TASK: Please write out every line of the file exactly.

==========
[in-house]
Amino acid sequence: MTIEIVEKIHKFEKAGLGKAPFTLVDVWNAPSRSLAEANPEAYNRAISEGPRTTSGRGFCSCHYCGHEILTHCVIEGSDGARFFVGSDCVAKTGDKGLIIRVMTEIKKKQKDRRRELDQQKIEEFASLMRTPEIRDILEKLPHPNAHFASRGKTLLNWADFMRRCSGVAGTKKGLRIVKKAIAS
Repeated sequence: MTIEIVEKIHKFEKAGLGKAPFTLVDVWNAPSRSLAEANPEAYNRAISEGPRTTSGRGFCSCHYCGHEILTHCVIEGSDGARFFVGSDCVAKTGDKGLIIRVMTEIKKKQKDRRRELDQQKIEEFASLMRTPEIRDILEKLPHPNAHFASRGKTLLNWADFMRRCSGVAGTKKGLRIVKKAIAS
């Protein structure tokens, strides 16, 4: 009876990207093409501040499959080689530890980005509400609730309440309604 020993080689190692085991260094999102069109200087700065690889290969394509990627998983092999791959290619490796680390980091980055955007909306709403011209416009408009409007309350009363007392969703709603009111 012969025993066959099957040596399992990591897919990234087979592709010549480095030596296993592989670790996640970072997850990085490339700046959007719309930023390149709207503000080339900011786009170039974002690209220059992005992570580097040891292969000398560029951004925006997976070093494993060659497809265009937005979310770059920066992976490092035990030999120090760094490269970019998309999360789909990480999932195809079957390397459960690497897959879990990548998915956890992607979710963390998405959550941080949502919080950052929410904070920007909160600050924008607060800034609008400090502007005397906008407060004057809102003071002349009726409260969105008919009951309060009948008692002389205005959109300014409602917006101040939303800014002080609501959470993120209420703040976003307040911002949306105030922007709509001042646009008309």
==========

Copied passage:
[in-house]
Amino acid sequence: MTIEIVEKIHKFEKAGLGKAPFTLVDVWNAPSRSLAEANPEAYNRAISEGPRTTSGRGFCSCHYCGHEILTHCVIEGSDGARFFVGSDCVAKTGDKGLIIRVMTEIKKKQKDRRRELDQQKIEEFASLMRTPEIRDILEKLPHPNAHFASRGKTLLNWADFMRRCSGVAGTKKGLRIVKKAIAS
Repeated sequence: MTIEIVEKIHKFEKAGLGKAPFTLVDVWNAPSRSLAEANPEAYNRAISEGPRTTSGRGFCSCHYCGHEILTHCVIEGSDGARFFVGSDCVAKTGDKGLIIRVMTEIKKKQKDRRRELDQQKIEEFASLMRTPEIRDILEKLPHPNAHFASRGKTLLNWADFMRRCSGVAGTKKGLRIVKKAIAS
């Protein structure tokens, strides 16, 4: 009876990207093409501040499959080689530890980005509400609730309440309604 020993080689190692085991260094999102069109200087700065690889290969394509990627998983092999791959290619490796680390980091980055955007909306709403011209416009408009409007309350009363007392969703709603009111 012969025993066959099957040596399992990591897919990234087979592709010549480095030596296993592989670790996640970072997850990085490339700046959007719309930023390149709207503000080339900011786009170039974002690209220059992005992570580097040891292969000398560029951004925006997976070093494993060659497809265009937005979310770059920066992976490092035990030999120090760094490269970019998309999360789909990480999932195809079957390397459960690497897959879990990548998915956890992607979710963390998405959550941080949502919080950052929410904070920007909160600050924008607060800034609008400090502007005397906008407060004057809102003071002349009726409260969105008919009951309060009948008692002389205005959109300014409602917006101040939303800014002080609501959470993120209420703040976003307040911002949306105030922007709509001042646009008309």